Flying an airplane is a challenge.
It tests your personality.
It tests your limits.
You learn more about being a pilot than anything else.
The Pitts Special in its original configuration
With the loss of the Super Decathlon, aircraft meant solely for the performance art of aerobatics, competition and the limitless exploitation of the air were no more within Infinite Flight, as it was replaced by another STOL platform that probably lacks the aerobatic capabilities of the Decathlon and leans more towards the bush pilot or straight and level VFR.
With that said, hardcore aerobatics and expressions of freedom should not be limited to just fighters like the F-22. I see us one day flying an aircraft that makes flying the most fun it could be. With that I present the Pitts Special.
Not only will this aircraft be a fantastic addition to #MakeGeneralAviationGreatAgain movement, it will allow people to see what flying is as an art and not just for the purpose of getting from Point A to Point B. I should mention, this aircraft is already featured in several flight sims as a default aircraft. This is a plane that embodies flying! It is what makes a flight sim ever more closer to experiencing the thrills of flying.
The Pitts Special was first brought forth in 1944 by Curtis Pitts, a self-taught aircraft designer. It would just a few years later become a smash-hit in the aerobatic industry, when Betty Skelton won the US female aerobatic championship 3 times consecutively in 1948, 1949 and 1950. Her plane, a Pitts S-1, now hangs in the Smithsonian at the entrance, inverted. The Pitts has made several aerobatic champions in the decades after it was built. Aerobatic revolutions were sparked. Even the Christen Eagle, another aerobatic biplane inspired by the Pitts, was notable for winning the US the world aerobatic championship in 1972 and coining a new maneuver called the Torque Roll (rolling while hovering or tail sliding, all done through engine-prop torque).
Even today over 75 years later, the Pitts remains a venerable air show performer and competitor. Evolutions in aerodynamics and engines have shaped the Pitts platform into aircraft that you many have seen flying in air shows today or in the past couple decades. Sean D. Tucker in the Oracle Challenger III, Skip Stewart in Prometheus, or the late Jim Leroy’s Bulldog. In 2014, Pitts Pilot Spencer Suderman set the world record for the most inverted flat spins from 23,000 feet, at 91.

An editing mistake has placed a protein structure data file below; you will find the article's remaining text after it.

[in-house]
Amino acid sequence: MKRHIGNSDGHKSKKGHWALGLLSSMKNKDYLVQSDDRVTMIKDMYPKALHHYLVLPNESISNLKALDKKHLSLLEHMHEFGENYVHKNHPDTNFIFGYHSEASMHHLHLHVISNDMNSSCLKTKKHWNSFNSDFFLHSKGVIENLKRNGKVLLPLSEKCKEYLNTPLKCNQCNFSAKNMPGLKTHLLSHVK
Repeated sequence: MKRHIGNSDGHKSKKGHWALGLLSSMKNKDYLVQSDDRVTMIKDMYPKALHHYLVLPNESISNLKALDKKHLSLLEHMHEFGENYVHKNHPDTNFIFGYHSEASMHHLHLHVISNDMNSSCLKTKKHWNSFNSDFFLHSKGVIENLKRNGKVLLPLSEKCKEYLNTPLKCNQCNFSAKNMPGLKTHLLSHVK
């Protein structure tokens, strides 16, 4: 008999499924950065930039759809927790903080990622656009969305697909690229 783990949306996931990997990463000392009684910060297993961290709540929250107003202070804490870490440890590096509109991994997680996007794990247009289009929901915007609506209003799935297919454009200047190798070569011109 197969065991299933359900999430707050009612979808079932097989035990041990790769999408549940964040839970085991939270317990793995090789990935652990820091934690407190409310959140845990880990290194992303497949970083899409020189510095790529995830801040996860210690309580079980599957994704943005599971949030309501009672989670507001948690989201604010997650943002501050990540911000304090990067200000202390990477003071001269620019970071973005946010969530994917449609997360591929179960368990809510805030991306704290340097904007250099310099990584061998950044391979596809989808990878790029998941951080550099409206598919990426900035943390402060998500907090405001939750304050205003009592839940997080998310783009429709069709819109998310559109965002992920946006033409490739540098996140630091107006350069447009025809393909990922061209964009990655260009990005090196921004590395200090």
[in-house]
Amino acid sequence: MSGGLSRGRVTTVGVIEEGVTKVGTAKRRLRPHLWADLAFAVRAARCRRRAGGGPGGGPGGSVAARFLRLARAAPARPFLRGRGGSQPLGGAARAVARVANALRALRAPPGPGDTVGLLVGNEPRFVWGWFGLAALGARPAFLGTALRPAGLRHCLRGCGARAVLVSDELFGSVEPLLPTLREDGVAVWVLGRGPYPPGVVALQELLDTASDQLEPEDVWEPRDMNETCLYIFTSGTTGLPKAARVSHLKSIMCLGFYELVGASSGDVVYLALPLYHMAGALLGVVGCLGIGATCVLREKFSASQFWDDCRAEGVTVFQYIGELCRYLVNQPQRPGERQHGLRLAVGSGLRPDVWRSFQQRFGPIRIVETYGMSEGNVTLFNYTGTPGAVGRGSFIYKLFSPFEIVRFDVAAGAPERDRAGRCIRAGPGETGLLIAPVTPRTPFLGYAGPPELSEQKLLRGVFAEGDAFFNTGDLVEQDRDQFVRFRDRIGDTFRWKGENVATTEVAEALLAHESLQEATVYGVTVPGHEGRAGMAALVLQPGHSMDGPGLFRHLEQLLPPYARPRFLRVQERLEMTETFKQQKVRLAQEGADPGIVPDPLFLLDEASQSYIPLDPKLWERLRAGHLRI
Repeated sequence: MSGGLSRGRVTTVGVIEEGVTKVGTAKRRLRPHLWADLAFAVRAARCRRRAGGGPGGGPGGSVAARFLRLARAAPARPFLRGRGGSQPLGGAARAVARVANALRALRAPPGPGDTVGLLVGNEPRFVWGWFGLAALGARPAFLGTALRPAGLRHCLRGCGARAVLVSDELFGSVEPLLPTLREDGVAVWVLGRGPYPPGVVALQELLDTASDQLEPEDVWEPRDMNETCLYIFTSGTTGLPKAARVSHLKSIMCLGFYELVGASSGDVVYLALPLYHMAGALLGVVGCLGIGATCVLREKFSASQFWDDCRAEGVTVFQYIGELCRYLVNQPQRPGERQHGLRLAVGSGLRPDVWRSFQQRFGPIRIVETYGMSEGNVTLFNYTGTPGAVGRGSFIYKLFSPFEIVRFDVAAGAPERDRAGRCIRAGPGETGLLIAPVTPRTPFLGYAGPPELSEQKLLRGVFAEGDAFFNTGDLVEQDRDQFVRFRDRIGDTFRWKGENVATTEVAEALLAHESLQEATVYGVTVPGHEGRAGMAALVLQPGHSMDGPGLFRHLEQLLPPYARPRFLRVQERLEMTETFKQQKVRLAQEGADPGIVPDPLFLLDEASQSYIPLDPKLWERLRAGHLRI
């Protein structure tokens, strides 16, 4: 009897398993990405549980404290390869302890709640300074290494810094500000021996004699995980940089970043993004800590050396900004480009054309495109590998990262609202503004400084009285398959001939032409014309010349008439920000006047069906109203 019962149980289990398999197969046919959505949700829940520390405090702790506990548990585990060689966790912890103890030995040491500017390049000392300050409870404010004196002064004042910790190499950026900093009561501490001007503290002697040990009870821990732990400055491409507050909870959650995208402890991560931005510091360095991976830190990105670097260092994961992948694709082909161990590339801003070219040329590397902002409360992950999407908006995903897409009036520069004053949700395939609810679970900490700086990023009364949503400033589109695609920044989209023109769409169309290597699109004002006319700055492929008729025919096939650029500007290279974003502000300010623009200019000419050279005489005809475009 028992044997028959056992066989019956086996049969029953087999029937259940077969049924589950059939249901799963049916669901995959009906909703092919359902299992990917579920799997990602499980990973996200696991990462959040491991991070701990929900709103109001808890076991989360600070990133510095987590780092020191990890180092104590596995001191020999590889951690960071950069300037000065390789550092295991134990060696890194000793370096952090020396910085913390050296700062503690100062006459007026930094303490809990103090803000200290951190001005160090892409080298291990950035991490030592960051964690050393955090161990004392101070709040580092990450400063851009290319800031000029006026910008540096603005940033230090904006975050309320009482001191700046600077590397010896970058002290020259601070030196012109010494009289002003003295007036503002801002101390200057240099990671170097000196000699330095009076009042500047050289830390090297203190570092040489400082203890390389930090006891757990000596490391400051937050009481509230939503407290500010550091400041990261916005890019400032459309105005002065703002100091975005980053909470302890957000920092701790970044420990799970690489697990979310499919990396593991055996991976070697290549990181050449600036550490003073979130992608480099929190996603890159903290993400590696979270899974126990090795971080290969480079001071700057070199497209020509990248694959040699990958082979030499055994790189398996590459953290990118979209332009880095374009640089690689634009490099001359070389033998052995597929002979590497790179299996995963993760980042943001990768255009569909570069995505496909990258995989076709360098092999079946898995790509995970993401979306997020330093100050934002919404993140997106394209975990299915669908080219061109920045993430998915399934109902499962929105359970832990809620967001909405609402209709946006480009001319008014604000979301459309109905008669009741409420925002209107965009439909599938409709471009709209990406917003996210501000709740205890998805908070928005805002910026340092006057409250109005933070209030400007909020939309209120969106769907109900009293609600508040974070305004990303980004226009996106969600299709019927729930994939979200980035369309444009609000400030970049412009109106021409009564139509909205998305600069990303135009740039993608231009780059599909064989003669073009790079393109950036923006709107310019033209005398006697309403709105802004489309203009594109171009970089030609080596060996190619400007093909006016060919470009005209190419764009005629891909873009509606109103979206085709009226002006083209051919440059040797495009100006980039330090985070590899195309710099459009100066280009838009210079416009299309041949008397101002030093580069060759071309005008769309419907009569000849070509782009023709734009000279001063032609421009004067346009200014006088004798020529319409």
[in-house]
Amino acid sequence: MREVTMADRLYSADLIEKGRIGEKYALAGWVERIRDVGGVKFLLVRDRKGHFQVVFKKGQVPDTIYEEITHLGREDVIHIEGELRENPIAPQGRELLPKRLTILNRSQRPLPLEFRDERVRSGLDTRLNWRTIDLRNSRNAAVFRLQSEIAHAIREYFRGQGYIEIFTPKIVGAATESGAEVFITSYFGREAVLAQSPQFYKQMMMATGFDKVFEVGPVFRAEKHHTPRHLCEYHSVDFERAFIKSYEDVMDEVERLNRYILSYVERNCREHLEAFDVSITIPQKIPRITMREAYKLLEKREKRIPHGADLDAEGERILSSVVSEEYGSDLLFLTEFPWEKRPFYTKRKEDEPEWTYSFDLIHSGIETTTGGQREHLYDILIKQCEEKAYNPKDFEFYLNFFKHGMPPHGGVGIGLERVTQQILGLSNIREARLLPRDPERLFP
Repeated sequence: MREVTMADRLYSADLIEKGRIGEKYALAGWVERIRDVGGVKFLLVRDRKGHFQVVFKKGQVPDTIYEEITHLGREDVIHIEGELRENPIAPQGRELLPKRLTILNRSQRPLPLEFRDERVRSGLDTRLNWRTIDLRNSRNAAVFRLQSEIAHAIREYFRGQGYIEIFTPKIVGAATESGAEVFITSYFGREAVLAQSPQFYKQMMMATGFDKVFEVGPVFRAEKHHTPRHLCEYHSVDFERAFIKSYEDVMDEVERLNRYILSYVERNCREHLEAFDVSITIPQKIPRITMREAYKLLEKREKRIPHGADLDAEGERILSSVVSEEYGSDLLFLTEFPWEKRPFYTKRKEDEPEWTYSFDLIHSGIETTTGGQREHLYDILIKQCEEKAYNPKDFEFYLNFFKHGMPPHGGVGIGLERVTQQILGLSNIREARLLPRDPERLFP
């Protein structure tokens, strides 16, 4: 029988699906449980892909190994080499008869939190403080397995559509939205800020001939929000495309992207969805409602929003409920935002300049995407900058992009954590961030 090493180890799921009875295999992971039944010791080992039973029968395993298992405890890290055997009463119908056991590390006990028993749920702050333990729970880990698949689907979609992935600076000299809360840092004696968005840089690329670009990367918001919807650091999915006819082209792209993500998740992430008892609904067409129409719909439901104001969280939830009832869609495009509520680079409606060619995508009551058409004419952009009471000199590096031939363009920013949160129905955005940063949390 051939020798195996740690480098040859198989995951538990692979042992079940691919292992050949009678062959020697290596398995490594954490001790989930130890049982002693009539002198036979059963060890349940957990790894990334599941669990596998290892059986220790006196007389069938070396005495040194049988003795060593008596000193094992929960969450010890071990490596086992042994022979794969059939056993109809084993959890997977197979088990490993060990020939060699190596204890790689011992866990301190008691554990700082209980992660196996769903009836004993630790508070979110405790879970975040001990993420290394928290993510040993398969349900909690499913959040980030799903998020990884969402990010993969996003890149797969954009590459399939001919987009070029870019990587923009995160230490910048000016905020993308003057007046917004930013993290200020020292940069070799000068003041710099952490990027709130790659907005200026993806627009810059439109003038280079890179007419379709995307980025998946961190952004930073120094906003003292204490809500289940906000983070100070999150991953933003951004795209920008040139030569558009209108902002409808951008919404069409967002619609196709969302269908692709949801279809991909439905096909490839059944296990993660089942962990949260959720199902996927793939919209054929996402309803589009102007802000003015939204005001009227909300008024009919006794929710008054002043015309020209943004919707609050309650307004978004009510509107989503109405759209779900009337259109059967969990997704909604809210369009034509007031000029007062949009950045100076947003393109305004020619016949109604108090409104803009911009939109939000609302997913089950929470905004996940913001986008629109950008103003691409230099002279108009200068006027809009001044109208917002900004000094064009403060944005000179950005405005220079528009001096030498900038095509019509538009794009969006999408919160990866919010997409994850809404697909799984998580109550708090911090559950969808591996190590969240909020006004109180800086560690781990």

Its masters have love/hate relationships with it. The slingshot acceleration on takeoff, the perfect responsiveness and control harmonies make it a pilot’s plane. You can do anything you want with a Pitts, even if it means “breaking” physics. Thanks to a huge prop wash effect (you can observe this effect on a smaller scale on the XCub), it has the ability to perform aerobatics post-stall, such as the Double Hammerhead (a vertical 540° turn), the Front-Flip or the Lomcevak (inside tumbling mainly using rudder and downward elevator). It is a very unique plane to land given that it is a tail-dragger and a very sensitive aircraft. It’s one plane that could very much improve your airmanship. The aircraft itself can be thought of a more spiritual being than just a mode of transport. It has the real “plane personification” feel. Need more options for the way you want to fly? The Pitts is for you.
Crew: one (a two-seat option is possible.)
Length: 18 ft 9 in (5.72 m)
Upper wingspan: 20 ft 0 in (6.10 m)
Lower wingspan: 19 ft 0 in (5.79 m)
Height: 6 ft 7 1⁄2 in (2.019 m)
Wing area: 125.0 sq ft (11.61 m2)
Empty weight: 1,150 lb (522 kg)
Max takeoff weight: 1,625 lb (737 kg)
Fuel capacity: 29 US gal (24 imp gal; 110 L)
Powerplant: Textron-Lycoming AEIO-540-D4A5 air-cooled flat-six engine, 260 hp (190 kW)
Note: Powerplants on modified Pitts aircraft like the Oracle Challenger III can go up to 400 horsepower.
- Cruise speed: 152 kn (175 mph, 282 km/h) (max. cruise)
- Stall speed: 52 kn (60 mph, 96 km/h)
- VNE: 182 kn (209 mph, 337 km/h)
- Range: 277 nmi (319 mi, 513 km) (55% power)
- Service ceiling: 21,000 ft (6,400 m)
- Rate of climb: 2,700 ft/min (14 m/s)
Note: Modified/modernized Pitts aircraft such as the Oracle Challenger III can have top speeds of 260kts and climb rates of 4000fpm. These aircraft also use 3-bladed higher performance propellers than the two-bladed props on most unmodified Pitts aircraft, allowing for higher speed and prop wash effect.
High Resolution Textures
Two Variants: Classic Pitts for non-pro users, and a Modified/Modern Pitts (use Skip Stewart’s Prometheus or the Oracle Challenger as a reference) for Pro Subscribers
Realistic Flight Model that mirrors characteristics of actual Pitts aircraft
At Least 10 Liveries including notable performers
New Prop/Engine Sounds
Quick Switch Camera Function in the cockpit to allow pilots to look to the side at the horizontal alignment indicator easily
Thanks for your vote! Discussion in the reply section is highly encouraged.